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I t’s early yet, so Soho Billiards isn’t busy, even though it’s a Friday afternoon in Yaletown. Two middle-aged men—a bit old for the place—rack ’em up in one corner. Across the room, a group of developers from a nearby Web-design company gang together some tables. Even so, they have to lean over the scattered pitchers and playing cards to make themselves heard above the shouts and the music.
Sitting a few tables over is the organizer of this weekly gathering of members of Vancouver’s beleaguered video-game industry. When the companies that make video games need staff, it’s Jared Shaw they turn to. And when those same companies lay off staff—as they’ve been doing in recent months—it’s Shaw’s company, 31337 Recruiters, they ask for help in placing the newly unemployed.
Shaw, a boyish 32 in jeans, T, and sneakers, keeps these Friday get-togethers informal because he doesn’t want people feeling like it’s “a big recruit fest.” But with the recent layoffs—no one is releasing stats, but Shaw puts the number of unemployed at about 800, some 20 percent of the industry workforce—any gathering of the clan can’t help but feel a bit like a job fair.
A job is certainly on the mind of Chris Concepcion, a 3-D modeller who’s just arrived from Australia. Concepcion had been working for a large developer/publisher down under, heard that the Vancouver scene was vibrant, arranged a working visa, and hopped on a plane. “I guess,” he says with a wry laugh, “I jumped the gun.”
Video games have quietly become a bigger entertainment business than music or movies. A year ago, for example, Grand Theft Auto IV earned $310 million on its first day of release; The Dark Knight,by comparison, brought in an opening-weekend box-office record of $158 million. Locally, there are about 50 studios dedicated to creating game software for computers, for mobile devices such as the iPhone, and for the five gaming consoles: Sony’s PlayStation Portable and PlayStation 3, Nintendo’s DS and Wii, and Microsoft’s Xbox 360. The industry estimates its contribution to B.C.’s GDP at two percent. The people in this room, and their colleagues elsewhere in North America, are responsible for generating $2 billion a year in Canada and $21 billion in the U.S.
Until late last year, they were run off their feet. But publishers, hit hard by the recession and rising development costs, have been reducing expenses. Last summer, Radical Entertainment—best known for its Simpsons, Hulk, and Scarface games—laid off half its staff, about 100 people, in a restructuring that resulted from the merger of parent Vivendi Games with Activision. In January, Disney Interactive’s Propaganda Studio (Turok) let an estimated three dozen people go and Nexon North America closed its 90-staff Humanature Studio, which was working on small online games under the free-to-play model. All this came on the heels of news that Electronic Arts, one of the world’s largest video-game companies, was abandoning a plan to open a facility in Yaletown and was closing the downtown location of its Black Box studio. EA, which develops the NHL, FIFA, NBA, and now Need for Speed titles at its Burnaby Campus, said that by April it would reduce its worldwide workforce by 10 percent.
At an earlier industry night, this one at a downtown restaurant, the faithful gathered to support the launch of the Vancouver chapter of Women in Games International. The place was standing-room-only. A Rock Band competition—girls versus guys—helped keep proceedings light. (And loud.) Screens filled with avatars drumming, strumming, and singing along with the tunes were a reminder of how visually sophisticated today’s games are.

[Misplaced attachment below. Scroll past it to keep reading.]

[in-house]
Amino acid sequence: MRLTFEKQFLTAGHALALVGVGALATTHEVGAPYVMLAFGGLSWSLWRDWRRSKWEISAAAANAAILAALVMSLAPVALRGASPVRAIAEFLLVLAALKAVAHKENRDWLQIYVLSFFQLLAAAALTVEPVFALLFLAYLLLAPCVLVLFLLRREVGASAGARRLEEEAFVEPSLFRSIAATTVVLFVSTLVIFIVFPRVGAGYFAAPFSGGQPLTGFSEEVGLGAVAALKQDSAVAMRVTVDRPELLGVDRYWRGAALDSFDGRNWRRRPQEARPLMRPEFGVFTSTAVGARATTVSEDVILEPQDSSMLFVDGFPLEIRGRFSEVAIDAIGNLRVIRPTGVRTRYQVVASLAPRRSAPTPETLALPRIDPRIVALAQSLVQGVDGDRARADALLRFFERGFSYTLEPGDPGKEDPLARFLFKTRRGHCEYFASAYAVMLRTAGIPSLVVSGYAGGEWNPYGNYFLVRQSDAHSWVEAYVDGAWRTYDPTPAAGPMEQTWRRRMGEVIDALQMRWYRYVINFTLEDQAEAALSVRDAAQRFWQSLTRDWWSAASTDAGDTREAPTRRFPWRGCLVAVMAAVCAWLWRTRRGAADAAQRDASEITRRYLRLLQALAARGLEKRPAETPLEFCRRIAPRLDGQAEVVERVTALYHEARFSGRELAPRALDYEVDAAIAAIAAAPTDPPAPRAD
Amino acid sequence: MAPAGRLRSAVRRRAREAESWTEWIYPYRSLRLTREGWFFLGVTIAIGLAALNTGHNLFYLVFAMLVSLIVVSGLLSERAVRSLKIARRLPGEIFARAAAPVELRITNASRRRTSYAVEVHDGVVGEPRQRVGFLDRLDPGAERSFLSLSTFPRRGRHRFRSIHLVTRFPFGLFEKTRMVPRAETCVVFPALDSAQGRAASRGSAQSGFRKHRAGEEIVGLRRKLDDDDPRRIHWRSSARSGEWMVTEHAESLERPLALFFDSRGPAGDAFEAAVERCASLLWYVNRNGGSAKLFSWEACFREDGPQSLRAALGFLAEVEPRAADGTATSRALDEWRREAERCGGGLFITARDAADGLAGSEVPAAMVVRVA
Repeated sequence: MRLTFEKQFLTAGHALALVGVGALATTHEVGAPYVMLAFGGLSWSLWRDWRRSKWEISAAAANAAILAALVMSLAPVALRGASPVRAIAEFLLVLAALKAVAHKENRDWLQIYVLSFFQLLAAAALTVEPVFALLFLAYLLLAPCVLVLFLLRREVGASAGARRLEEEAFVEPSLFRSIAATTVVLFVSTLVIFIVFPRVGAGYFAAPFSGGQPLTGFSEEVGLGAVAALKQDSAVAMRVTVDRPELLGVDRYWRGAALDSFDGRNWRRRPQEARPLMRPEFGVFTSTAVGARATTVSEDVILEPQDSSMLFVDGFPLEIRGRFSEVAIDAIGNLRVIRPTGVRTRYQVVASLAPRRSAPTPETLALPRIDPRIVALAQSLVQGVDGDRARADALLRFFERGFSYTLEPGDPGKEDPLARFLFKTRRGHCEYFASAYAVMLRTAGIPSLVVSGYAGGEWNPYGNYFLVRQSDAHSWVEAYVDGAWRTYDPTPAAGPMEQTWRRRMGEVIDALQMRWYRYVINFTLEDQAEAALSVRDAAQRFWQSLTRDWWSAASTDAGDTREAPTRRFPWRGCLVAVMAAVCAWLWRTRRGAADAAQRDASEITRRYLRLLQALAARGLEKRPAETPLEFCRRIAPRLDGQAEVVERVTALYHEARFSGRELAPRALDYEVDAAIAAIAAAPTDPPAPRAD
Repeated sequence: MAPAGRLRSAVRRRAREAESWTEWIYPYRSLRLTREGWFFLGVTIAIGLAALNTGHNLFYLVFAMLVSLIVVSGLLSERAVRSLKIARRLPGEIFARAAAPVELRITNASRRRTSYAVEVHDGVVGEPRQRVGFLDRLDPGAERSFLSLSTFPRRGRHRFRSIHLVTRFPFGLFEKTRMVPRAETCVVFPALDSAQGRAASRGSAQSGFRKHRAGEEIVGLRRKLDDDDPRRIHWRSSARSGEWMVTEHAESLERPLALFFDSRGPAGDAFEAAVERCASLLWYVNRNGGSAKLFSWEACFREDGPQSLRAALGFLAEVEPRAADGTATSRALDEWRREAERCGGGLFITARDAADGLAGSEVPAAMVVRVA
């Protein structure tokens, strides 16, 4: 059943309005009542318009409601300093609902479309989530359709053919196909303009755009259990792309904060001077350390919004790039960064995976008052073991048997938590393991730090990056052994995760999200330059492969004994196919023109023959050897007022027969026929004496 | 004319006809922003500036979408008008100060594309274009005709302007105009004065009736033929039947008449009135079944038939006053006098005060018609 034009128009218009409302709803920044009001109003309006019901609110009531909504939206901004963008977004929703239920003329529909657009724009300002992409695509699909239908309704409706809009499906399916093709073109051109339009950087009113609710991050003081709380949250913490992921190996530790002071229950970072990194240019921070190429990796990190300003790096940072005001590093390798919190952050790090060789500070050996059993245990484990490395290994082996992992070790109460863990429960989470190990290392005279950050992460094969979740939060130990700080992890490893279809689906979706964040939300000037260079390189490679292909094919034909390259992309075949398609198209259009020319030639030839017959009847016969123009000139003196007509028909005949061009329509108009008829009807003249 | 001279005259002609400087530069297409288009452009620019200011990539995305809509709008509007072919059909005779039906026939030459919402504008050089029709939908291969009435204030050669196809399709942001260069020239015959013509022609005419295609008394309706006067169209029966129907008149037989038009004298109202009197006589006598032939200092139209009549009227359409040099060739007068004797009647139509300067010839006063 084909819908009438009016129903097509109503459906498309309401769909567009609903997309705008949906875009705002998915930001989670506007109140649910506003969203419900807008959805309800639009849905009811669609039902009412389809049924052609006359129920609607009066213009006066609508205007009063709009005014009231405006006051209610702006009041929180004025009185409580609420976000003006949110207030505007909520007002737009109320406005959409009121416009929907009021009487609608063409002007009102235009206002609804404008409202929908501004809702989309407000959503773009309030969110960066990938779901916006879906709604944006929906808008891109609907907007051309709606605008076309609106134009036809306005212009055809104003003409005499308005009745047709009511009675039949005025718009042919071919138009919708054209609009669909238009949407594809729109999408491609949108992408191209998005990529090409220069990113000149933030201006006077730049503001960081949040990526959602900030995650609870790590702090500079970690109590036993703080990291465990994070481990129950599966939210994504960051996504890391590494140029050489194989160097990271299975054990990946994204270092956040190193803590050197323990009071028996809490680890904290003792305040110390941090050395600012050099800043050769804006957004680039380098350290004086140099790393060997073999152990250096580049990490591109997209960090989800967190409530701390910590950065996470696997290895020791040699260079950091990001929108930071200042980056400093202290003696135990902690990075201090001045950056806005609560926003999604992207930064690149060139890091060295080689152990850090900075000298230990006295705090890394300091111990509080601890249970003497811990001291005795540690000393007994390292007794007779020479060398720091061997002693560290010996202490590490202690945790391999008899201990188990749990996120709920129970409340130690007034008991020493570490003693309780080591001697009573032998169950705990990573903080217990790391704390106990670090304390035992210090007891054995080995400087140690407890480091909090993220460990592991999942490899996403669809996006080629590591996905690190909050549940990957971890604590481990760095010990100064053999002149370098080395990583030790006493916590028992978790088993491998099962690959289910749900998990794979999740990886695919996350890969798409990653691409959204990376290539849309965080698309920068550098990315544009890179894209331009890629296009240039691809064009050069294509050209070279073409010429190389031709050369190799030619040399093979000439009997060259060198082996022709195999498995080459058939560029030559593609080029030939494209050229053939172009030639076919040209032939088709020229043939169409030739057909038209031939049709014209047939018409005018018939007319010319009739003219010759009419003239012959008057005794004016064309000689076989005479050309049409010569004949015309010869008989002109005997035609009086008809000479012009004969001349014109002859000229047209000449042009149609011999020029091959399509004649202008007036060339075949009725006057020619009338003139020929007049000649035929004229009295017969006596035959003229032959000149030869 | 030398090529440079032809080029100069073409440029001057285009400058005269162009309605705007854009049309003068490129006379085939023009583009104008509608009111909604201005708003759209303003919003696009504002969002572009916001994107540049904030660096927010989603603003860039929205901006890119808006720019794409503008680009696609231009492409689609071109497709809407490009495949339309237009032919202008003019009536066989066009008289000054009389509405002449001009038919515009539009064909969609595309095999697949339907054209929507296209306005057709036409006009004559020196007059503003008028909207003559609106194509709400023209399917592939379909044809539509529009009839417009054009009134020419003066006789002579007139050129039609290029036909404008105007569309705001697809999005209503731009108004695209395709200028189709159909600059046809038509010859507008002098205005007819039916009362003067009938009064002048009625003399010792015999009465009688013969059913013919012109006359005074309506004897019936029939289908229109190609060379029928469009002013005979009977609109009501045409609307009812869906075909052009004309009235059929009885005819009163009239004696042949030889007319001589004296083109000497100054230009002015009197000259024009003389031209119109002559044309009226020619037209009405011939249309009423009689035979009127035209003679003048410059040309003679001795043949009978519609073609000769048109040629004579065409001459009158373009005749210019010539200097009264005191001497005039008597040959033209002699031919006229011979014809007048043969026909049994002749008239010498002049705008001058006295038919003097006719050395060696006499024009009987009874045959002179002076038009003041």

Despite the importance of animation and visual effects to games of all genres, though, the artists who create other worlds, photorealistic representations of this world, and virtual actors seem to be the first affected when times are tough. Artists make up nearly half of a development team; there are simply more of them at risk when the cuts come down.
An artist bouncing along to the music confirmed that his ilk are the first on the chopping block every time cutbacks roll around. “It’s always the way,” he said with a sigh. The jobs of software engineers, who do all the programming for the games and bend technology to their will, are less tenuous. A university degree in computer science buys some stability in the industry because there are not enough programmers to go around. An engineer at Soho confesses that he’s already been collecting offers, despite having been out of work for only a few days. Experienced game designers, who are responsible for establishing the high-level rules and risk/reward patterns for games, are also in demand. Even so, game designer Emmet Blake is looking for work. “Six, eight months ago I was getting calls from recruiters asking me to move,” he tells me. “Where are they now?”
An Irish expat, Blake has friends in the business who are looking to Montreal, the States, and beyond for work and says that, for some of them, panic is starting to set in. He himself isn’t going anywhere, he says, and gamers generally share his optimism.
Jared Shaw, ever the promoter, says that most everybody has a positive outlook. There are projects in preproduction that will soon move into full-scale development. “In the next couple of months, they’ll need to staff up.” Sure, games can be planned with teams of as few as 20 people, but a triple-A video-game title for a major console requires a team of up to 100. And when three or four games move into production, a good number of those 800 unemployed could be rehired. “That’s the stupid thing,” says a producer. “They’re going to fire all these people. Then they’re going to go, ‘Oh, shit, we need to hire all these people.’ ”